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Intelligent Load Management and Load Current Sensing

As microprocessors enhance control capability in power electronics, the ability to manage load current becomes more and more of a doable feature than a complicated nightmare. In this blog, we take a look at an intelligent load management product after starting with the basics of steering as well as sensing output currents.

Steering output currents has evolved with the advances offered by semiconductor switches. For the majority of load management circuits, a MOSFET transistor is quickly replacing the relay as the chosen switch technology. There are two ways to insert a MOSFET transistor into a circuit

  1. As a high side P-Channel switch
  2. As a low side N-Channel switch

A quick review for the two MOSFET transistor types reminds us that P-Channel MOSFETs are gated by pulling the gate to a voltage lower than the source whereas N-Channel MOSFETs have the gate activated by a voltage higher than the source. In addition, current flow is opposite. These two factors determine the orientation of the switch in relation to the voltage and current feeding the load.

(Image courtesy of Reference 5)

(Image courtesy of Reference 5)

The following figure shows how a P-Channel is favored as a load switch as it switches in the voltage while the N-Channel switches out the ground [often referred to as “the return”].

In both cases, the gate voltage must exceed the device’s threshold voltage in order to fully turn the device on as a switch in the ohmic region. Note that the discussion from this point focuses on enhancement mode P-Channel and N-Channel MOSFETs. There are various types of JFETs that have different gating requirements.

(Image courtesy of Reference 6)

(Image courtesy of Reference 6)

Transitioning back from device operation to load management circuits, the following image shows a p-FET on the high side [voltage side] as the switching element with an N-Channel efuse product by ON Semi.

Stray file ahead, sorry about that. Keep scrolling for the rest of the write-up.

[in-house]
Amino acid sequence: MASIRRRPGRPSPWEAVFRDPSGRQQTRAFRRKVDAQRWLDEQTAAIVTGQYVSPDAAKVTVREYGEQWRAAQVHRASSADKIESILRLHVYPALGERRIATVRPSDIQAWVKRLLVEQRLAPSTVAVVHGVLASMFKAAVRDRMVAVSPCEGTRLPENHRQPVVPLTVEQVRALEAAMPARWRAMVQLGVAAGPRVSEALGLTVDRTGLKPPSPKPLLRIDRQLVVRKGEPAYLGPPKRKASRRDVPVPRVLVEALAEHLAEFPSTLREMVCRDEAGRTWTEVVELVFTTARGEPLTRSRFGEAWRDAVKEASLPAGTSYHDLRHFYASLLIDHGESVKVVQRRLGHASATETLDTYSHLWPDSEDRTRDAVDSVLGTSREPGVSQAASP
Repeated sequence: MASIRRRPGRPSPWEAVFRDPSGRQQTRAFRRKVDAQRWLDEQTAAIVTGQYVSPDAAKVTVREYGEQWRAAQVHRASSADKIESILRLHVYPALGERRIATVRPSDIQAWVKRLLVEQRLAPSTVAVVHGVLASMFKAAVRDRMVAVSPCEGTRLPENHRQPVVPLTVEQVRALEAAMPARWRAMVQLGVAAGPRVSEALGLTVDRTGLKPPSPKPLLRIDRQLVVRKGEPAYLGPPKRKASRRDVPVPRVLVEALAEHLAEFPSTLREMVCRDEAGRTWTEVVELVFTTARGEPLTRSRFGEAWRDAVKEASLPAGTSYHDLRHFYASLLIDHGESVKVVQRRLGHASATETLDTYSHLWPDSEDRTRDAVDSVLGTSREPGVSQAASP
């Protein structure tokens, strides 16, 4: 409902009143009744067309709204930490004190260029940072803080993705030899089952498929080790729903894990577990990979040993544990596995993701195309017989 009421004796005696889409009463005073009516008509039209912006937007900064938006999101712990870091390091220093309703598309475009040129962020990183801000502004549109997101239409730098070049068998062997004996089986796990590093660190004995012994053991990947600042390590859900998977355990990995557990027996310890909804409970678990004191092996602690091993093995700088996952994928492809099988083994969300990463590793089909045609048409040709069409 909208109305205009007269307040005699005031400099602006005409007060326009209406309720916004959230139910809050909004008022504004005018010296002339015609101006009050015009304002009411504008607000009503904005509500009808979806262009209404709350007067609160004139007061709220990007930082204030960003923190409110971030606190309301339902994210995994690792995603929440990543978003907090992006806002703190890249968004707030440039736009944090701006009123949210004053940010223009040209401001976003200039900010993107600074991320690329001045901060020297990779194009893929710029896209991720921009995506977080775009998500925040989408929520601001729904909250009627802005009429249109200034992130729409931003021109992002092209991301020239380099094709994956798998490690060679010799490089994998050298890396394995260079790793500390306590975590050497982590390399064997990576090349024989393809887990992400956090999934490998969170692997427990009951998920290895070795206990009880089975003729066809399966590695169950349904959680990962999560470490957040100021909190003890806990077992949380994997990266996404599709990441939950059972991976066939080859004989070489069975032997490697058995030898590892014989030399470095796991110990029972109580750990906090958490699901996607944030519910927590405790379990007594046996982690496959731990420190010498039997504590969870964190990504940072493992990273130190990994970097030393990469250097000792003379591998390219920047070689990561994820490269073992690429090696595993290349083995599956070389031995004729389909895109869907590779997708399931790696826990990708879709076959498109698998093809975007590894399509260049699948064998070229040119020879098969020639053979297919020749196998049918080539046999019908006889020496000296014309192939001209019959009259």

(Image courtesy of Reference 4)

(Image courtesy of Reference 4)

The following image shows an n-FET on the low side [return side] as the switching element with an N-Channel efuse product by ON Semi. Although N-channel MOSFETs are roughly one third smaller and therefore less costly than P-Channel versions, P-Channels are preferred for load management due to the ability to keep a ground reference in place.

(Image courtesy of Reference 4)

(Image courtesy of Reference 4)

The efuse concept is an important enhancement as it allows for a circuit to be opened in the event of a reverse polarity, shorted output, or over-current condition. In a similar manner, the current through the switch can also be monitored and controlled. In fact, switch oscillations can occur if gating is not performed correctly as explained in Reference 1.

Although semiconductors don’t exhibit switch bounce like relays do, there is still a potential for unwanted ringing. I’d suggest reading the article titled, High-Side Current Sensing1 , as it has some good pointers showing how to switch smoothly.

From here the blog will focus only on high-side current sensing. Although high-side current sensing can be controlled with analog circuitry1 , digitally controlled high side current control7 is advancing to higher levels. These switches have additional intelligence built in including programmable current levels and digitized current level readings that can be fed back to a microprocessor. This information is stored in a microprocessor in relation to timed sampling of the events thus creating a history of the recorded level. Software is then used to determine changes in load current over time. The information is compared to a programmed threshold with the ability to alert the user of the changes.

In the case of relay loads, this information proves valuable for “heads up” alert to impending component failures. This intelligent load management product7 operates as a single entity or in conjunction with an intelligent power supply. When operating with the intelligent power supply, RS-485 communication is possible for programmable load monitoring and updating on the fly.

Load management enhancements are changing the power industry. As digital control expands, features offering more accurate and adjustable control, system performance and reliability are improved right down to being able to predict failures. This offers advantages in maintenance costs over sending a technician out merely to replace a blown fuse.

References

  1. High-Side Current Sensing”, Aaron Schultz, Analog Devices, RAQ 3/11/2018 on Planet Analog
  2. High side driver and Low side driver” Electrical Engineering Stack Exchange is a question and answer site for electronics and electrical engineering professionals, students, and enthusiasts.
  3. And8350.rev0, Alan Ball, ON Semi
  4. eFuse Reverse Voltage Protection” prepared by Alan Ball, ON Semi application note AND8350
  5. PFET high side image reference web address
  6. NFET low side image reference website
  7. NU2 Intelligent Low Management Distribution website

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